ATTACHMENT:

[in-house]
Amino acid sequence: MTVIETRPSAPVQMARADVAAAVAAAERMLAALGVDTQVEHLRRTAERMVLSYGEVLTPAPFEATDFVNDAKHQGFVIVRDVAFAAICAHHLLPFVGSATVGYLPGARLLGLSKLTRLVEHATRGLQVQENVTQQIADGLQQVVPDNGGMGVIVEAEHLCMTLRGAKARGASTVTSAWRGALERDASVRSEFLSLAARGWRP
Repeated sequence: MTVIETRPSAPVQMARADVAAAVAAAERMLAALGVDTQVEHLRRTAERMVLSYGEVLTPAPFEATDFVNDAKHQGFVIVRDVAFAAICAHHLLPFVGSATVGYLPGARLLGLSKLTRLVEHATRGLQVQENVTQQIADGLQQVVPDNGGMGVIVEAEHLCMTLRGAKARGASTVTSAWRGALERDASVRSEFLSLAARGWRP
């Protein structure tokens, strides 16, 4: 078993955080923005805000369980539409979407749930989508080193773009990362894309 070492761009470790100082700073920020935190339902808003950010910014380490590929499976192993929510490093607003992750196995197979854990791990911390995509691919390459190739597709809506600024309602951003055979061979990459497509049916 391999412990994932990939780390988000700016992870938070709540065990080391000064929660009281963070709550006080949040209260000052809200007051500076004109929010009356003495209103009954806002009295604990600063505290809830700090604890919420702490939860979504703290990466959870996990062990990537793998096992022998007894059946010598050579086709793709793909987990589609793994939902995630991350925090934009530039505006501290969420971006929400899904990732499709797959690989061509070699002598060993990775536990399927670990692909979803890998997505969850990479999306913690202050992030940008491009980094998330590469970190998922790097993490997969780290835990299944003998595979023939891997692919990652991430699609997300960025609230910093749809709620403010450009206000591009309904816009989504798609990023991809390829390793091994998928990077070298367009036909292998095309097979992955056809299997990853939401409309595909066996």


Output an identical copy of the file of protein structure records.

[in-house]
Amino acid sequence: MTVIETRPSAPVQMARADVAAAVAAAERMLAALGVDTQVEHLRRTAERMVLSYGEVLTPAPFEATDFVNDAKHQGFVIVRDVAFAAICAHHLLPFVGSATVGYLPGARLLGLSKLTRLVEHATRGLQVQENVTQQIADGLQQVVPDNGGMGVIVEAEHLCMTLRGAKARGASTVTSAWRGALERDASVRSEFLSLAARGWRP
Repeated sequence: MTVIETRPSAPVQMARADVAAAVAAAERMLAALGVDTQVEHLRRTAERMVLSYGEVLTPAPFEATDFVNDAKHQGFVIVRDVAFAAICAHHLLPFVGSATVGYLPGARLLGLSKLTRLVEHATRGLQVQENVTQQIADGLQQVVPDNGGMGVIVEAEHLCMTLRGAKARGASTVTSAWRGALERDASVRSEFLSLAARGWRP
């Protein structure tokens, strides 16, 4: 078993955080923005805000369980539409979407749930989508080193773009990362894309 070492761009470790100082700073920020935190339902808003950010910014380490590929499976192993929510490093607003992750196995197979854990791990911390995509691919390459190739597709809506600024309602951003055979061979990459497509049916 391999412990994932990939780390988000700016992870938070709540065990080391000064929660009281963070709550006080949040209260000052809200007051500076004109929010009356003495209103009954806002009295604990600063505290809830700090604890919420702490939860979504703290990466959870996990062990990537793998096992022998007894059946010598050579086709793709793909987990589609793994939902995630991350925090934009530039505006501290969420971006929400899904990732499709797959690989061509070699002598060993990775536990399927670990692909979803890998997505969850990479999306913690202050992030940008491009980094998330590469970190998922790097993490997969780290835990299944003998595979023939891997692919990652991430699609997300960025609230910093749809709620403010450009206000591009309904816009989504798609990023991809390829390793091994998928990077070298367009036909292998095309097979992955056809299997990853939401409309595909066996």